# Is it legitimate in science to use two contradictory axiomatic systems?

For example, in Zermelo–Fraenkel set theory (ZF), the addition of the axiom of determinacy(AD) is inconsistent with the addition of the axiom of choice(AC). Is it legitimate to adopt ZFC (ZF+AC) as the background mathematical theory when working on problem X and ZFD (ZF+AD) when working on problem Y?

If AC and AD are scientific hypotheses, I don't see a problem, but I don't know if the mathematical axioms are the same as the scientific hypotheses.

• The important thing is to keep track of your hypotheses used in each case. (This ignores the subtle issue of "contradictory-but-broadly-true" theories in science, which I say a bit about here.) Jun 23 at 23:13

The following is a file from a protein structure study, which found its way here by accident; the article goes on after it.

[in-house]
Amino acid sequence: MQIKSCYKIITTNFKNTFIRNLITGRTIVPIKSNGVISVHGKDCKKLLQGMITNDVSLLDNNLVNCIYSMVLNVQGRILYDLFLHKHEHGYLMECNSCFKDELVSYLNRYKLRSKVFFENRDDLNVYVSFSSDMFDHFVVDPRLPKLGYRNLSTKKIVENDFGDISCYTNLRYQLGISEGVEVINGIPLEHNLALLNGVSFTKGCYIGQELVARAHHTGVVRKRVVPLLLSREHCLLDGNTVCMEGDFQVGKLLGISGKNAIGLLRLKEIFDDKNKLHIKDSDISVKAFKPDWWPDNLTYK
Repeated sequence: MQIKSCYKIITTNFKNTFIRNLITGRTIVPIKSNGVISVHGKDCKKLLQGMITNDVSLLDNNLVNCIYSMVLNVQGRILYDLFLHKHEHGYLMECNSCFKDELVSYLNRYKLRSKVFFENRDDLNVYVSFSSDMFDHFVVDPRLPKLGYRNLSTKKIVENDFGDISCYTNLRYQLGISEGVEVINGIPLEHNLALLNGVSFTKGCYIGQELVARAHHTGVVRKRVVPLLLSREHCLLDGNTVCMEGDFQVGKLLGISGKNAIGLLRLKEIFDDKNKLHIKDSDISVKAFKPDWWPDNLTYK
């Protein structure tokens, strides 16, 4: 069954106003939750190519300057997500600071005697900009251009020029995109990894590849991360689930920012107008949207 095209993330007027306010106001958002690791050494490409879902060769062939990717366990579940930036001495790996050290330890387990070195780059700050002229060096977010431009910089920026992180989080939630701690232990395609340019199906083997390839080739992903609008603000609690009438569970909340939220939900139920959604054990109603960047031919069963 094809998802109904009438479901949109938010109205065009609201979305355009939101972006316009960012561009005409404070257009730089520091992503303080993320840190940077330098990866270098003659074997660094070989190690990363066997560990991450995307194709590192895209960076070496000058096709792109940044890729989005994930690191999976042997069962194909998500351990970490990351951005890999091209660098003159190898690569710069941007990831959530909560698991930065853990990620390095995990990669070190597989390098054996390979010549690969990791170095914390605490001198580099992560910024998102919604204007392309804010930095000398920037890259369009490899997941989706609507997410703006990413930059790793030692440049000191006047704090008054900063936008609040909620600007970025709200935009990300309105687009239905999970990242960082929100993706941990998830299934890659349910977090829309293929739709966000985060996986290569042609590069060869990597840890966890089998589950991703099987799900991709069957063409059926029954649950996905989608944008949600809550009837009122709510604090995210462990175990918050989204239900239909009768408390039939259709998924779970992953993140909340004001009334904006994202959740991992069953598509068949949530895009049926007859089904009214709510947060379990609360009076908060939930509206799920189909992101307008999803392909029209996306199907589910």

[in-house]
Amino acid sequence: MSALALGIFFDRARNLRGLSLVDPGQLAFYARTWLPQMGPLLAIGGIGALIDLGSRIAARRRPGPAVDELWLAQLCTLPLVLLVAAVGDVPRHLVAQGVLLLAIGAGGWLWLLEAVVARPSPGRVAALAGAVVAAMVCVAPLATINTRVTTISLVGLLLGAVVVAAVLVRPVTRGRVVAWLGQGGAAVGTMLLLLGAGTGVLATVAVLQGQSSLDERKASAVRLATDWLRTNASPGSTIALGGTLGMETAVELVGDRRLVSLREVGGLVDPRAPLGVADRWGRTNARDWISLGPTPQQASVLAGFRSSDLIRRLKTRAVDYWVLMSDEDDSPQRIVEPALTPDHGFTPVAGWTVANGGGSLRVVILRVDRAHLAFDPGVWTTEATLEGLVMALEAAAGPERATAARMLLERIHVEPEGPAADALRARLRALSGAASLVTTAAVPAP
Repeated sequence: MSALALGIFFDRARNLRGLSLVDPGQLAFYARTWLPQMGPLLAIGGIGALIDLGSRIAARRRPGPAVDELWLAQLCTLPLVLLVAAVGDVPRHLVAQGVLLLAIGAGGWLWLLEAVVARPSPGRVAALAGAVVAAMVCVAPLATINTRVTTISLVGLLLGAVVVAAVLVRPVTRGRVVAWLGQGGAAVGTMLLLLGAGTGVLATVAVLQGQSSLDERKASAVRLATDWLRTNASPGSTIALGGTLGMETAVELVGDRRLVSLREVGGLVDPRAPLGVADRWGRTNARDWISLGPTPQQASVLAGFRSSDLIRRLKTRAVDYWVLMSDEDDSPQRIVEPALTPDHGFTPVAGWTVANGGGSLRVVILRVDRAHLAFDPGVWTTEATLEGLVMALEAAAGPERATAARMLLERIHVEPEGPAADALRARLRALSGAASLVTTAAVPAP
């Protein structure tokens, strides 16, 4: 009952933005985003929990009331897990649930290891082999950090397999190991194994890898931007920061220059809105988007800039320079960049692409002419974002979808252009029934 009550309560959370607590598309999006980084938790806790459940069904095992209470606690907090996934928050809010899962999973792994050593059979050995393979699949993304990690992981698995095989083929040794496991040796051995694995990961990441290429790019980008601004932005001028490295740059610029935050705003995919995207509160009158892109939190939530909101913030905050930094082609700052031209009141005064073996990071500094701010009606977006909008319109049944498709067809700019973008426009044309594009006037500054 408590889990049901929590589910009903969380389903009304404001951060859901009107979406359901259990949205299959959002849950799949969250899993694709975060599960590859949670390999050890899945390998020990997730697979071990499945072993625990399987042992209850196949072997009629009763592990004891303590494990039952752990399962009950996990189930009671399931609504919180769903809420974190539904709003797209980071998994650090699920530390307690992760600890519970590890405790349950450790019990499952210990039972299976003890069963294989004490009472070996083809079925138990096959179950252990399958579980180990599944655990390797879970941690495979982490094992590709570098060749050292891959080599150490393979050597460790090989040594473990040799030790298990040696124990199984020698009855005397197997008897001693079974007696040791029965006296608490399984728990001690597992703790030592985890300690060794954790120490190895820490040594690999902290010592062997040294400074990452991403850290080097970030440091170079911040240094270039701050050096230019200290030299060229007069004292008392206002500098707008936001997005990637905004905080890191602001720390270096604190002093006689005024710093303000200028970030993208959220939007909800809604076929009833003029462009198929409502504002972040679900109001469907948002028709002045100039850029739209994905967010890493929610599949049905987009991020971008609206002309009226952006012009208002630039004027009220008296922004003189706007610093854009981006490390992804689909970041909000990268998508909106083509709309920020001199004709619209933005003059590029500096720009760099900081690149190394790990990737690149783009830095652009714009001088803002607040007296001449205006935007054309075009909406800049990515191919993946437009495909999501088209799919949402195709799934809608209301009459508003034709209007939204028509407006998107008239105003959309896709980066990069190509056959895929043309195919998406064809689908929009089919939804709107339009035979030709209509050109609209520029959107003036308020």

• "The test of a first-rate intelligence is the ability to hold two opposed ideas in mind at the same time and still retain the ability to function." F. Scott Fitzgerald. Jun 23 at 23:48
• How is this different from using both Euclidean and spherical geometry, which mathematicians were doing since antiquity? Mathematics is about working out theories that are used for different things (or not used so far). Those different things may well have incompatible properties. To each its own. Jun 23 at 23:58
• I'm not sure I follow the question, but you may be looking for [effective theories]en.wikipedia.org/wiki/Effective_theory.
– g s
Jun 24 at 1:24
• I have an answer that I think is the answer to your question, but the question is unclear to me. Can you clarify this question by eliminating unnecessary specifics (e.g. I'm pretty sure that determinacy and choice are irrelevant to your question?) and replacing letter codes with plain language?
– g s
Jun 24 at 5:57

# Moot Point

Scientists want to do science. They do not want to worry about foundational concerns until they have to.